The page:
First, all her driver’s car tires were cut up, so they had to get another car before starting from Lovozero, the main Sami settlement in the Murmansk region. Sovkina was supposed to catch a plane in Kirkenes on the Norwegian side of the border.
Finally on the road, they were stopped between Lovozero and Olenogorsk by DPS, Russia’s traffic police, claiming the car was speeding. One police was uniformed, the other was in civilian, Sovkina tells the Murmansk based 7x7 Journal. The police claimed the car could have been stolen and wanted to check for guns since it could be related to the situation in Ukraine.
They were first allowed to continue after suggesting leaving the car and calling a taxi.
After a while on the road they were stopped once more, this time the police wanted to check under the hood of the car. A while later, near the town of Zapolyarny, they were stopped once again. The policeman asked to see her passport, a request Valentina Sovkina turned down. She didn’t want to give her passport away; afraid the police officer would keep it.
Suddenly, a civilian dressed man turn up from nowhere, trying to grab her bag. Valentina and the man ended up in a fight; he knocked her down, but she managed to avoid him from running off with the bag. All this happened as the policeman was watching. First when the man ran away, the policeman started the hunt.
Sovkina has posted photos on her Facebook profile of the events that hindered them from catching the plane. First at 2 am by night, the situation was solved. Then the plane had long before taken off from Kirkenes airport and the border was closed for the night.
On Sunday, Valentina Sovkina said to Yle Sapmi that she tried the get new tickets to get New York where the first world conference on indigenous peoples starts on Monday.
“I’m trying to arrange new tickets and travel again to New York. Participation of indigenous peoples of the world conference is very important to us,” Sovkina says.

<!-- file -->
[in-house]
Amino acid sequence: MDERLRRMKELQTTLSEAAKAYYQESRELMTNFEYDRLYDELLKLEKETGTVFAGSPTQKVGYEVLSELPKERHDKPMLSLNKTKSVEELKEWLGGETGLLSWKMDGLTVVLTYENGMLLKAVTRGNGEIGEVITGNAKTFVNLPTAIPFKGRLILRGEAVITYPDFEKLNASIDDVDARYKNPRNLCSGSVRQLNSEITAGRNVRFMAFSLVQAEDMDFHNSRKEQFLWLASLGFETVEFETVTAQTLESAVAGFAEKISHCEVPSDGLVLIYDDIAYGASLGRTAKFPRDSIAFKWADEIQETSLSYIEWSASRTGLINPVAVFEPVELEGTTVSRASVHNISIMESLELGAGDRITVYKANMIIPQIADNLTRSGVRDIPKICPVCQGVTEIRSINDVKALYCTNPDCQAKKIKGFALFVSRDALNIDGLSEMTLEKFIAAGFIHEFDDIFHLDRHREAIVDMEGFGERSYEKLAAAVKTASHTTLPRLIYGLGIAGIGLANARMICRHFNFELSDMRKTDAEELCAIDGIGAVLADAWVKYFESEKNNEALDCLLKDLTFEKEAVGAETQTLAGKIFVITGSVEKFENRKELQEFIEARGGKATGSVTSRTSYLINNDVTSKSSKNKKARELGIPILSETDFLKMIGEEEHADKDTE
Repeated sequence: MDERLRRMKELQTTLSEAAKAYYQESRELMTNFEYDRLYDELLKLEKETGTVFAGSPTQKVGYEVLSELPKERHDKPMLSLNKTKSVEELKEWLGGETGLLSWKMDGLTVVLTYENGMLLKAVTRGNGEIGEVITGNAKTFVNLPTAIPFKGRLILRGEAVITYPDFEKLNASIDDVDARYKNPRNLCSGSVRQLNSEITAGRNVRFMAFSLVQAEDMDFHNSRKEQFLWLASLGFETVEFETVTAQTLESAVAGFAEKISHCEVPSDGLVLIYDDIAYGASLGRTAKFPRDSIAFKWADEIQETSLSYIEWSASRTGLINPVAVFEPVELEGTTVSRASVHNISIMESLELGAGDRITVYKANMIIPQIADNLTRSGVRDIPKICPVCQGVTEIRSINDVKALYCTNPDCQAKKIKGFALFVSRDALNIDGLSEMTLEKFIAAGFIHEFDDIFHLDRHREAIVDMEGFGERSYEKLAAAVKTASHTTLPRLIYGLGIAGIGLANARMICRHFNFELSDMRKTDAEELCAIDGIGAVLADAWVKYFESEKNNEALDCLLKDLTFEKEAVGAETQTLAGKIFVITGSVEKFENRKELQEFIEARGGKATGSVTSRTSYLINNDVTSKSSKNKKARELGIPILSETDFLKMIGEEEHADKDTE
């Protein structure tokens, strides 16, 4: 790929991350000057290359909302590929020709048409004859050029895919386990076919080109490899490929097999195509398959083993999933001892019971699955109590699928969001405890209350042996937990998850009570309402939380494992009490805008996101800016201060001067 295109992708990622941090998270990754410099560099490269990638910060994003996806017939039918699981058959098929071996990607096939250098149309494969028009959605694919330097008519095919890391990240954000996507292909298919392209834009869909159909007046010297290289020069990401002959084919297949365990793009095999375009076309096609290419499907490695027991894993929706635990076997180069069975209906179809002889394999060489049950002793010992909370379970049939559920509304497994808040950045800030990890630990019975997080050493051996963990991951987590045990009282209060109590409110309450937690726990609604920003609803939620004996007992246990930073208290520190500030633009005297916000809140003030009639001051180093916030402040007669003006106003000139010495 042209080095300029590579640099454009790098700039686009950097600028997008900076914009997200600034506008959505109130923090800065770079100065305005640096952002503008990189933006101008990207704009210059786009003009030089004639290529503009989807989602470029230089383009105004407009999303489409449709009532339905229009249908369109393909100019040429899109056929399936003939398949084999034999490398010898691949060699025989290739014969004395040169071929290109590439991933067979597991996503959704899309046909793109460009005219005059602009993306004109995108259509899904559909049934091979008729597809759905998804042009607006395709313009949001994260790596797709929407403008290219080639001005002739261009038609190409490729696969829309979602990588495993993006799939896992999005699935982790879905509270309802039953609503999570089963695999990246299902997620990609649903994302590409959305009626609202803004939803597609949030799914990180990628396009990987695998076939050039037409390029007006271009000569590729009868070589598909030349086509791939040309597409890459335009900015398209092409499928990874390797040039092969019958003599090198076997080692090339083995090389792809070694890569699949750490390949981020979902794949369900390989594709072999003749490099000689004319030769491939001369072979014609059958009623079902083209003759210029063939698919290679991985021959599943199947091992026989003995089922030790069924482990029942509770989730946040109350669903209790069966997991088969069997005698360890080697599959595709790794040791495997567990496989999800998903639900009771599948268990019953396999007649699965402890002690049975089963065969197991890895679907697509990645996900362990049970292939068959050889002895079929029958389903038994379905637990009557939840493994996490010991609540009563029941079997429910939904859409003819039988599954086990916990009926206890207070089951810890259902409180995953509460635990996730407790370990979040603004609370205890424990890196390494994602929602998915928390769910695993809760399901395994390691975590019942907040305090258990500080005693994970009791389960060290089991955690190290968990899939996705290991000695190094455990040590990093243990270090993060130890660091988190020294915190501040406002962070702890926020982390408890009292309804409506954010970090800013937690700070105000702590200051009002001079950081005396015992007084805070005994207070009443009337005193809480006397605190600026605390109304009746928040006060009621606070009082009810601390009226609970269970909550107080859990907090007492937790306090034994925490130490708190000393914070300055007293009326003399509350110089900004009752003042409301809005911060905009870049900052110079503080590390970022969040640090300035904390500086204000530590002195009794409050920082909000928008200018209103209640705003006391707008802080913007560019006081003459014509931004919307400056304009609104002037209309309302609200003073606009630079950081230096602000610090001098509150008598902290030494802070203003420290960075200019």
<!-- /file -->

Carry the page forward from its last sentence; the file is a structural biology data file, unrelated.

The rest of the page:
Valentina Sovkina is the elected head of the Council of Authorized Representatives of the Sami in the Murmansk Oblast.
Sovkina was not the only Russian attempted by officials not to leave the country for the UN conference. In Moscow, Rodion Sulyandziga got his passport sized by FSB at the Sheremetevo airport. Sulyandziga is director of the Centre for Support of Indigenous Peoples of the North and a member of the committee for preparation of the UN conferance.
On his Facebook profil, Rodion Sulyandziga writes: ” After this incident, I chose to take a break and to keep silent for considerations of personal safety, despite the fact that I have been actively involved in the preparation of this important meeting over the last two years in my capacity as a member of the Global Coordinating Group and lobby team of the indigenous peoples.”
On Saturday, a third representative of Russian indigenous peoples was stopped at Sheremetevo airport in the same way, reports Vedomosti. Anna Naikanchina’s passport was also confiscated. She is also among those listed in the official programme as a featured speaker on rights of indigenous peoples at the national and local level.
Rodion asks on his Facebook profil: ”What is this? What are the authorities afraid of? This is a policy of intimidation and repression carried out against a backdrop of mass psychosis… We must not remain sitting in the foxhole, and it would make no sense to do so… Anna and me will defend our constitutional rights by all available legal and informational means.”
According to Vedomosti, also the Director of the International Foundation for Research and Support of Indigenous Peoples of Crimea, Nadir Bekir, got his passport stolen before his supposed flight to New York.
His taxi was blocked by a minibus from where people in balaclava confiscated his passport and fled.
Asked by Vedomosti about all the attempts around Russia to hinder indigenous peoples to travel to New York, FSB’s border service said they could not comment on the situation.